Onward I proceeded to explore the back half. My hands knew instantly that we had a problem. Zippy had a very large mass in his abdomen. It was so large that it resembled a water balloon and it encompassed his whole abdomen. I was unable to identify any normal structures around it. 
An x-ray was the next stop. 

Zippy appeared to have bilateral (both sides) large soft tissue structures from the ribs to the pelvis. A small empty stomach is visible and a colon, intestines are pushed ventrally (down).

I remind people often that x-rays are best suited for bones. For soft tissue structures an ultrasound is far better at displaying the internal architecture and features of organs. Ultrasound was scheduled next. Thankfully, we have an ultrasound and a very skilled veterinarian who can read and diagnose much of the disorders we suspect through this modality. 

Even upside down Zippy proves himself to be one cool cat.

Through the use of an ultrasound we were able to confirm our suspicion. Zippy's kidneys are both significantly enlarged and the functional integrity of the renal infrastructure is compromised by cysts. Zippy has polycystitic kidney disease.

Instead of the normal soft tissue structured  cortex and medulla which are responsible for filtering the blood to remove unneeded waste and recycle water and maintain correct fluid levels in the body, the kidneys are gradually replaced by large bubbly air/fluid filled pockets that are non-functional and compress . Instead of being a few inches long they are about ten times the normal size.

He is also showing the classic signs of renal failure;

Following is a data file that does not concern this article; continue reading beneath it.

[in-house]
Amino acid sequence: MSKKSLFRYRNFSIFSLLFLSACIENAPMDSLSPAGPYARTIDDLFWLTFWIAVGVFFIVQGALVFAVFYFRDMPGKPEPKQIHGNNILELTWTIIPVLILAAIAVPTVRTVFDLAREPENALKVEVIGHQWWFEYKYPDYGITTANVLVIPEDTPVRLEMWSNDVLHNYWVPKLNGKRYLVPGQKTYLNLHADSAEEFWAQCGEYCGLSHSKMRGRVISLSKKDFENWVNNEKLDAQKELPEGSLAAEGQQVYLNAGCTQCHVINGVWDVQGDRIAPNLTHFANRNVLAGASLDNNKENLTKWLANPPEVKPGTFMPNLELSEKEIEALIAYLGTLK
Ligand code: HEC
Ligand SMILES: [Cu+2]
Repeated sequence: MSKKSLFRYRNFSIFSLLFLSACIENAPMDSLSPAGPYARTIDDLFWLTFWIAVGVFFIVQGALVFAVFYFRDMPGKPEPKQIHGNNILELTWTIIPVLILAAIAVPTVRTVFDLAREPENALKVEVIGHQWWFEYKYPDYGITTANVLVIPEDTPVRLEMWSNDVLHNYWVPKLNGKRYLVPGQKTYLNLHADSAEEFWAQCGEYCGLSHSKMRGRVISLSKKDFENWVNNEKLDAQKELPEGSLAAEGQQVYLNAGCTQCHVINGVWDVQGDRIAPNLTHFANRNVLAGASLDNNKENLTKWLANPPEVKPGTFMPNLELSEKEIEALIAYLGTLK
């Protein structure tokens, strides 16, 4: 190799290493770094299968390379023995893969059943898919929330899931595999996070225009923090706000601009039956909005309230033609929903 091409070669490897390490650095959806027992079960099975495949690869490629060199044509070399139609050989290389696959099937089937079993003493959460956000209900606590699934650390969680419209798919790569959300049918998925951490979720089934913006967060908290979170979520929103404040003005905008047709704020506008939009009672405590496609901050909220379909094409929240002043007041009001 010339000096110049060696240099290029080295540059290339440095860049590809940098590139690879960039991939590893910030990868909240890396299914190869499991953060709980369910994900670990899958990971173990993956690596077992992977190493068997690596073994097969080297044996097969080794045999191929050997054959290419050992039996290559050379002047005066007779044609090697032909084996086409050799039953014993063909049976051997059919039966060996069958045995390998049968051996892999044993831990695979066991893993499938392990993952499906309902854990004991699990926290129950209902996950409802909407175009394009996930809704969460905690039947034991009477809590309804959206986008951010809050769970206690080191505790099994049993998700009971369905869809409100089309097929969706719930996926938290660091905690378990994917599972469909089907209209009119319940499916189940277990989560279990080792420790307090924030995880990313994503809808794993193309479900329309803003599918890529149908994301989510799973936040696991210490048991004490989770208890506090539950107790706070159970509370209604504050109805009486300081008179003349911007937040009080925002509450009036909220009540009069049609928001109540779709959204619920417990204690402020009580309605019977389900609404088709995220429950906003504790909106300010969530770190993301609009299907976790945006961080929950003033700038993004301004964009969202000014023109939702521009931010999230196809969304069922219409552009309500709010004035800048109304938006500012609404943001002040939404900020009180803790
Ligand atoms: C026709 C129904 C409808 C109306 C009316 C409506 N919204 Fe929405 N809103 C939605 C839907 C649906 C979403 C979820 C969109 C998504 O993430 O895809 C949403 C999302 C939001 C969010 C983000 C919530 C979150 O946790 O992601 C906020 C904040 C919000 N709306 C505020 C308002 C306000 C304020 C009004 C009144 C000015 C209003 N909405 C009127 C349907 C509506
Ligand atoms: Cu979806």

• Excessive drinking and urination (they had not yet recognized this until I asked about the size of the urine clumps in the litter box), 
  • Bad breath (build up of the toxins that the kidneys aren't excreting through the urine.
  • Muscle wasting and weight loss. (His kidneys were getting larger with fluid but Zippy is losing muscle mass)
  • Lethargy, or reluctance to play, jump, interact.

Polycystic kidney disease is the most common inherited kidney disease of cats. It is most commonly seen in purebred cats like Persians, Himalayans, etc.

It is a slow progressive disease where the elaborate internal architecture of the kidneys becomes full of non-functional cysts. As the disease progresses the kidneys start to show signs of failure. All slow progressive kidney failure causes the typical clinical signs of kidney disease to become apparent. For the astute clients they will notice an increase in thirst. As the cat consumes more water they will also start to produce more urine. We call this polydipsia (drink more) and polyuria (pee more). At about 66% kidney loss pets will drink and pee more. At about 75% kidney loss they will reflect kidney impairment in their blood work. Therefore, there is some period of time between 66% and 75% kidney loss that you know before I know.

Zippy will be monitored very closely at home. We instructed his family on a better kidney friendly diet, providing subq fluids to help flush out the toxins the kidneys cannot, and supplements to help bind and remove the excessive phosphorus. But most importantly we will help Zippy stay eating and happy. Polycystitic kidney disease is a congenital disease. It is not treatable outside of kidney transplant. 

Life is never about quantity it is always about quality. Few cats are as loved and cared for as Zippy is. I wish him many happy years ahead, but I know that even if fate isn't as generous to him as this, that he lived a loved life in spite of the cards he was dealt.

If you have a pet question of any sort you can reach me at Or find me at the clinic, Jarrettsville Vet, or on  Twitter @FreePetAdvice.

1 comment:

  1. Listening to clients - so important. There is nothing more frustrating than when vets don't do that. And we had plenty of those.